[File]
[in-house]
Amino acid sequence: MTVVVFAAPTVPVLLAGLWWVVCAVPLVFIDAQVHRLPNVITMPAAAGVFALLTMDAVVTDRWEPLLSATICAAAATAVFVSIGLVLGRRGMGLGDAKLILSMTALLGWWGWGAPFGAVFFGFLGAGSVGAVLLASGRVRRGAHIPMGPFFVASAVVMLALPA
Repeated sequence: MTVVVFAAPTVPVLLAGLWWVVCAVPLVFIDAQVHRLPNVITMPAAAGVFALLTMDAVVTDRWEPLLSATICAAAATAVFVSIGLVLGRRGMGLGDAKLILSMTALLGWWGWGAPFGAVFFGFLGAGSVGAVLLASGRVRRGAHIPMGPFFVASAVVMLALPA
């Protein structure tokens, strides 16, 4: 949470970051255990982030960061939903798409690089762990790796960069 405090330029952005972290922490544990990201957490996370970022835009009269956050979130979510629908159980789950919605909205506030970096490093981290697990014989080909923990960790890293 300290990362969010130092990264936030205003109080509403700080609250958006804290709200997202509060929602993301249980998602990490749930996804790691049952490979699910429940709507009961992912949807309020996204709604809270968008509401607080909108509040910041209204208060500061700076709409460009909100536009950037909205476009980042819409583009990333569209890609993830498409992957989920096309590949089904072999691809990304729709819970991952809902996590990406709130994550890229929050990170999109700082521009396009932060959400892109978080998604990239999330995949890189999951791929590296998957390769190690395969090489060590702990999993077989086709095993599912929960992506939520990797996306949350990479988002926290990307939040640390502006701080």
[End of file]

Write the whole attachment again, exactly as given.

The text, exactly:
[in-house]
Amino acid sequence: MTVVVFAAPTVPVLLAGLWWVVCAVPLVFIDAQVHRLPNVITMPAAAGVFALLTMDAVVTDRWEPLLSATICAAAATAVFVSIGLVLGRRGMGLGDAKLILSMTALLGWWGWGAPFGAVFFGFLGAGSVGAVLLASGRVRRGAHIPMGPFFVASAVVMLALPA
Repeated sequence: MTVVVFAAPTVPVLLAGLWWVVCAVPLVFIDAQVHRLPNVITMPAAAGVFALLTMDAVVTDRWEPLLSATICAAAATAVFVSIGLVLGRRGMGLGDAKLILSMTALLGWWGWGAPFGAVFFGFLGAGSVGAVLLASGRVRRGAHIPMGPFFVASAVVMLALPA
């Protein structure tokens, strides 16, 4: 949470970051255990982030960061939903798409690089762990790796960069 405090330029952005972290922490544990990201957490996370970022835009009269956050979130979510629908159980789950919605909205506030970096490093981290697990014989080909923990960790890293 300290990362969010130092990264936030205003109080509403700080609250958006804290709200997202509060929602993301249980998602990490749930996804790691049952490979699910429940709507009961992912949807309020996204709604809270968008509401607080909108509040910041209204208060500061700076709409460009909100536009950037909205476009980042819409583009990333569209890609993830498409992957989920096309590949089904072999691809990304729709819970991952809902996590990406709130994550890229929050990170999109700082521009396009932060959400892109978080998604990239999330995949890189999951791929590296998957390769190690395969090489060590702990999993077989086709095993599912929960992506939520990797996306949350990479988002926290990307939040640390502006701080």